Michelangelo was the greatest artist of the Renaissance, and his work may be taken as representative of the spirit of that era. The same conflict appears in his sculpture, but with an intensity unequaled in the work of others. When he began, as a young man, his statues conveyed near-triumph. Then, the triumph gave way to struggle and tragic heroism, then to frustration, and, at the end, to despair and futility.

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In his first version of the Pietà, Michelangelo eliminated the emphasis on physical torture and spiritual agony. The Virgin has the strength to support the body lying across her lap; her hand is held out in a gesture of quiet resignation; her head is bowed in solemnity. There are no tears on her face; she expresses sorrow, not suffering. Christ’s body and face are relaxed and smooth; the wound in his chest is unstressed and clean. Michelangelo portrayed the subject in a manner that ennobled both figures: they are not broken by physical or spiritual pain, but transcend it. Compare the style and spirit of this work to the medieval example of the same subject, discussed earlier.3

Michelangelo’s David is one of his most eloquent works. Earlier Renaissance versions of the subject had presented David after his triumph, standing with sword in hand and with the head of Goliath at his feet. Michelangelo chose to present David in the moment before he hurled the stone—to portray a youth who has to and will be triumphant. He stands with his head held high, his slender, strong body prepared for the encounter. The side of the figure facing the enemy, is posed in insolent defiance; the leg is relaxed, the arm is raised to hold the sling in readiness. The other side of the figure is tense; the straight leg supports the weight of the body, while the fingers of the powerful hand curl around the stone. The statue conveys the victory of the mind over brute, physical force. It portrays man as fearless, intelligent and triumphant, but man with a troubled brow, looking out with a touch of apprehension.4

By the time Michelangelo carved the Dying Slave, about ten years later, the near-triumph of the David had given way to tragic heroism. The figure is shown at the moment when he has ceased struggling against the fetters binding his chest, when—with one knee bent—his youthful body gives in to exhaustion and begins to collapse. One arm presses tightly against his torso, but its hand rests limply on his chest, its energy gone. The statue conveys the futility of man’s struggle. It portrays man as a being for whom existence means struggle and who will respond to the challenge, but who will struggle in vain.5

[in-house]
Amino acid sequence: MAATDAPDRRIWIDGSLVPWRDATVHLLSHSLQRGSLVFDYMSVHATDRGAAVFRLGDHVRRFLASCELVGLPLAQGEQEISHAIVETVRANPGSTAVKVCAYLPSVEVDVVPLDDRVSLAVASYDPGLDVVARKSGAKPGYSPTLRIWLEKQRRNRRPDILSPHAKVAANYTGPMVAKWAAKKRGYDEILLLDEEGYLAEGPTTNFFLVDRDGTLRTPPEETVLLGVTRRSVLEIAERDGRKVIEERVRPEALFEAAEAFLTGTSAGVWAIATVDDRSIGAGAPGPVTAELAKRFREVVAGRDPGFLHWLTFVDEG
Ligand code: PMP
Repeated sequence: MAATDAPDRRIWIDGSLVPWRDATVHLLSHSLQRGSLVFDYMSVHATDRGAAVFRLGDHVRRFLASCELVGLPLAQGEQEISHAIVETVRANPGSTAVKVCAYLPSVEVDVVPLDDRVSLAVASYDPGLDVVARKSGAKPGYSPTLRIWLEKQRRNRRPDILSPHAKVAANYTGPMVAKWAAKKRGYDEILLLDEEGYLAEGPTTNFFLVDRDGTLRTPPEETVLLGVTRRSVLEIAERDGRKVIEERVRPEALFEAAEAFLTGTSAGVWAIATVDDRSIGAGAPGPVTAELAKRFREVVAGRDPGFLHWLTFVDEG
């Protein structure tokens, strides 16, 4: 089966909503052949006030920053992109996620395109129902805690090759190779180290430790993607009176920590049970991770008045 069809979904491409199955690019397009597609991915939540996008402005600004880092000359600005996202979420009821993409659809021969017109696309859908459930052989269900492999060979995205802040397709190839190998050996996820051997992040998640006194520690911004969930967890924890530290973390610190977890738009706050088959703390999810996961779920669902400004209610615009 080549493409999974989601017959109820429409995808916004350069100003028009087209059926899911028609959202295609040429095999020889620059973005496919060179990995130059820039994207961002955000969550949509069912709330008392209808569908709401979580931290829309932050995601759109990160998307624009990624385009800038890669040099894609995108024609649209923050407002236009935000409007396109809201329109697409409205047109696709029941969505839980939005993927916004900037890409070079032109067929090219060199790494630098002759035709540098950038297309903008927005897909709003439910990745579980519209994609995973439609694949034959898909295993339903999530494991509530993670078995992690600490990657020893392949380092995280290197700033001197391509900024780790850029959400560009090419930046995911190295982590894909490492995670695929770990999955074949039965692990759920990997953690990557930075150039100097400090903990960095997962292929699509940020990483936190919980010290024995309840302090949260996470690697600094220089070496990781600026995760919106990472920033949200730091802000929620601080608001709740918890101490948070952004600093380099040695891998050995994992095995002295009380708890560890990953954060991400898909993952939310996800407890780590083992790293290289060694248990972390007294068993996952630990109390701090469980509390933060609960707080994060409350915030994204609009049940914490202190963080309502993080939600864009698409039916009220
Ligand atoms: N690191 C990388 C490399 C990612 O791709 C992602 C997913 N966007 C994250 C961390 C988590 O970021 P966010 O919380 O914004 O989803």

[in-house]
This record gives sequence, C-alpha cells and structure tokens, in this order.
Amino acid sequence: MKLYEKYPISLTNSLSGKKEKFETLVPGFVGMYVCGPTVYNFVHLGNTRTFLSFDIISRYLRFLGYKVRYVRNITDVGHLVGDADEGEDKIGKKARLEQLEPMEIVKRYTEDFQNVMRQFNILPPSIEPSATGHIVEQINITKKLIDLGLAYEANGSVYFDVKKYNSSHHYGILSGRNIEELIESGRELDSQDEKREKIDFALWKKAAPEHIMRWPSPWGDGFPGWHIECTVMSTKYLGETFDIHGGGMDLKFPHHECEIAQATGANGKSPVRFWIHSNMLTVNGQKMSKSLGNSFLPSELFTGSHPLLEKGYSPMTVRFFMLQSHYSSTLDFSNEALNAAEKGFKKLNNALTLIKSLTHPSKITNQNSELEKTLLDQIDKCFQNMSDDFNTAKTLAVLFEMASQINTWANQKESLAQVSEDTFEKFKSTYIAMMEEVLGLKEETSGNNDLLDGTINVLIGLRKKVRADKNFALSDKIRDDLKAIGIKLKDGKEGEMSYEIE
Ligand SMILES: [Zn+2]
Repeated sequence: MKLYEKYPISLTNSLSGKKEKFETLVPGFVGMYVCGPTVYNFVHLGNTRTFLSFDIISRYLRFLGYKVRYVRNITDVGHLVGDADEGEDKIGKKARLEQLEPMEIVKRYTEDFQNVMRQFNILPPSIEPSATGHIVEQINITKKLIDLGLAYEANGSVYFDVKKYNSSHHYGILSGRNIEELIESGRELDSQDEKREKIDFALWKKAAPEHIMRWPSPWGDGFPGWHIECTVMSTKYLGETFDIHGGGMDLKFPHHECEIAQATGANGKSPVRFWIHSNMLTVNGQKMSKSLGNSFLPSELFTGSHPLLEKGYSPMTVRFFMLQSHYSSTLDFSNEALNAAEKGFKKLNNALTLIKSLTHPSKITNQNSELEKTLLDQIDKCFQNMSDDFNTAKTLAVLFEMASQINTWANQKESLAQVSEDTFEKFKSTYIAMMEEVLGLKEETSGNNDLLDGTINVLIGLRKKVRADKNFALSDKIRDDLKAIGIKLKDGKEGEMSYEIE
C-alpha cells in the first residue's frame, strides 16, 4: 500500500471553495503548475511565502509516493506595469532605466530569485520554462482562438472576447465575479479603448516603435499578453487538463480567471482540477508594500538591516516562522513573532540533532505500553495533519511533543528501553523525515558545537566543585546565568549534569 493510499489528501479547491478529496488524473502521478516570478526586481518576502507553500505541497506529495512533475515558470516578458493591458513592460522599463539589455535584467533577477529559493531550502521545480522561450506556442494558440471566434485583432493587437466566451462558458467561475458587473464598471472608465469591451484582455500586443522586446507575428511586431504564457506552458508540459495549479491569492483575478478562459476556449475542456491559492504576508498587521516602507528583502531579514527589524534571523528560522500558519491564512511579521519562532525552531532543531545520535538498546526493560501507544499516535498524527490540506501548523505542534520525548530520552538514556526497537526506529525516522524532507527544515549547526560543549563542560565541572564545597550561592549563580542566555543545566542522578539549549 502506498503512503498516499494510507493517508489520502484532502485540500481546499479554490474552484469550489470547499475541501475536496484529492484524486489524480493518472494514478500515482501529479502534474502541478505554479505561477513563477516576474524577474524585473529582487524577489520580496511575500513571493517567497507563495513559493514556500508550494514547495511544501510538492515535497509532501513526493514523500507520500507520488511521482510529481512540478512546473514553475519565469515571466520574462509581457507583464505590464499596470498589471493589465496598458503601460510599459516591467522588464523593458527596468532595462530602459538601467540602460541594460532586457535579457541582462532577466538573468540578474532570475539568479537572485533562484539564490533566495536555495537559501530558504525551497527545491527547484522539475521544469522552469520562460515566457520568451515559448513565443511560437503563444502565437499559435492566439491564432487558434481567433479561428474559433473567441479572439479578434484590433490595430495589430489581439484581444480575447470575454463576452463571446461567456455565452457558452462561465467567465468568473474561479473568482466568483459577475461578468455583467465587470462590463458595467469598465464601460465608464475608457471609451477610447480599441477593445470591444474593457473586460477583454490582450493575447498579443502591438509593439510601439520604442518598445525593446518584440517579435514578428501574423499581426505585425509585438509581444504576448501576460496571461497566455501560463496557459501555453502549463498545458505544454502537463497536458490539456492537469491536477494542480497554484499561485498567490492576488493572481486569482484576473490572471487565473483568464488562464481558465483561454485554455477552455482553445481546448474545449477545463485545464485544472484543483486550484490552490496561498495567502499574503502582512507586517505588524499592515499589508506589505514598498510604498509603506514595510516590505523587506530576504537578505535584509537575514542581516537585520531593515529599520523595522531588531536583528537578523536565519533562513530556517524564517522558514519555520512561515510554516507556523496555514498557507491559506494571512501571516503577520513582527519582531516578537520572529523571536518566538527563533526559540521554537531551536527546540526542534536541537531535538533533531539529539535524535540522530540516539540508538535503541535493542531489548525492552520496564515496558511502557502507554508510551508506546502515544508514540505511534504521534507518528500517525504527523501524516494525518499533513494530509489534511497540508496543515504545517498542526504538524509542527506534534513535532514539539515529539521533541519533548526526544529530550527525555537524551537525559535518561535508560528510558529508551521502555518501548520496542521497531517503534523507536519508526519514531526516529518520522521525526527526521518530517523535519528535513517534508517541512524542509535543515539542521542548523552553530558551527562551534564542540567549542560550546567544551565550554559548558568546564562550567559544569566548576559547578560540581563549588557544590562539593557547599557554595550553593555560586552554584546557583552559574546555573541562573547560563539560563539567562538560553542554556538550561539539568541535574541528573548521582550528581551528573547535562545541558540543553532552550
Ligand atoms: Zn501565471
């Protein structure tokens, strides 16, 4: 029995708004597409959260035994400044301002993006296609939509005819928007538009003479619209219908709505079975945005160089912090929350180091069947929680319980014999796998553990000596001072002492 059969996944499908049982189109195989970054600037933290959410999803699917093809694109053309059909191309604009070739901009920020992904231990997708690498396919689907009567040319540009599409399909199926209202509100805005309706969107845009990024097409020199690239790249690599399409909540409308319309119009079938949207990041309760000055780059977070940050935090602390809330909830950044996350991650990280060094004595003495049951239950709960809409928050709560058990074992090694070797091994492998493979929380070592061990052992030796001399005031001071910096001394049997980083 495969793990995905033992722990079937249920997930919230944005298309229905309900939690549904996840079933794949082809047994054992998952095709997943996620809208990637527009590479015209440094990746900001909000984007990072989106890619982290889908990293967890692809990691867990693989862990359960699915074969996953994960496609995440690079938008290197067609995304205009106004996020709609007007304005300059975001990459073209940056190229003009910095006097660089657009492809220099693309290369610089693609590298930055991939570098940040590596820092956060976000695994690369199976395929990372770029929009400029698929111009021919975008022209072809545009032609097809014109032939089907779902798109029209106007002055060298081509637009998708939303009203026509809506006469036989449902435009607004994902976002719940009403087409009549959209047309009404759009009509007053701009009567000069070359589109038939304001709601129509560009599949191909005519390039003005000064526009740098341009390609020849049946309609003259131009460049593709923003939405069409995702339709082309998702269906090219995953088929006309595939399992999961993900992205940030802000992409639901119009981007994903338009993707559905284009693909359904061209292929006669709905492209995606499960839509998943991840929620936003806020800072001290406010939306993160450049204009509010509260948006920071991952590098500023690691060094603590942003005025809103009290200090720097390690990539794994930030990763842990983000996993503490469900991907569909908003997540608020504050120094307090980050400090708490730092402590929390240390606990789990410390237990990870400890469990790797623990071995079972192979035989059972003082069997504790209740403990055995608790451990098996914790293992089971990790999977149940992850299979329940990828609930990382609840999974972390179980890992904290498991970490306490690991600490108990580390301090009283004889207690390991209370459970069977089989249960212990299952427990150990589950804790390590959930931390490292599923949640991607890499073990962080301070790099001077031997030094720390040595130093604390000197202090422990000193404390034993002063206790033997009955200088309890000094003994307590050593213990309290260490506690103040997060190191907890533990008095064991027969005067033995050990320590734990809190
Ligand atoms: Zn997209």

In one of Michelangelo’s last works, another version of the Pietà (which was left unfinished), Christ’s body sags helplessly at the feet of a figure who is unable to support him. The Christian elements in Michelangelo’s soul had won.6

Whether intensified, as in the work of Michelangelo, or subtly implied, as in the work of some of his contemporaries, such was the conflict torturing and undercutting the spirit of the Renaissance.

From the seventeenth to the mid-nineteenth century, the growing currents of a profound retrogression engulfed the realm of philosophy. It was a gradual movement from an Aristotelian to a Platonic base—from the conviction that reality is intelligible and reason is man’s means of perceiving it, to the belief that reality is unknowable, and reason, at best, is limited. The climax and victory of that trend were represented by the philosophy of Immanuel Kant, in the late eighteenth century. After Kant, as Platonism’s influence gained momentum, man’s stature, in the eyes of philosophers, sank rapidly, undercut by the currents of mysticism and skepticism.

But the influence of philosophy does not penetrate and change every human activity at once; sculpture remained comparatively untouched during this period. From the Renaissance to the mid-nineteenth century, sculpture continued to reflect a positive view of man; the Greek classical tradition remained a strong influence. There were stretches of time when sculpture became predominantly imitative and superficial, especially in the first half of the nineteenth century. But, for about two hundred and fifty years, man’s body was presented in a natural manner, and his spirit was neither glorified nor degraded.

By the second half of the nineteenth century, the philosophical views of generations of intellectuals had emerged from the theoretical realm and permeated the general culture. Holding that existence is unknowable, abandoning the quest for certainty and for moral values, philosophy shattered man’s self-confidence. It fashioned a view of man which raised a mixture of disillusionment, doubt and hopelessness to the status of man’s essence. That view was given visual expression in the work of Auguste Rodin.

As a characteristic of his work, Rodin introduced an element that had been rare in sculpture since the end of the Middle Ages: human ugliness. His figures combine ugliness with extreme physical discomfort, expressing his subjects’ state of mind. His figures are presented in bent, twisted, strained, squatting and huddled positions; musculature is distorted; faces are left unfinished. The surfaces of the material, usually bronze, are highly polished, but beneath the sheen one can distinguish uneven ridges and hollows that make the skin texture look broken and unhealthy.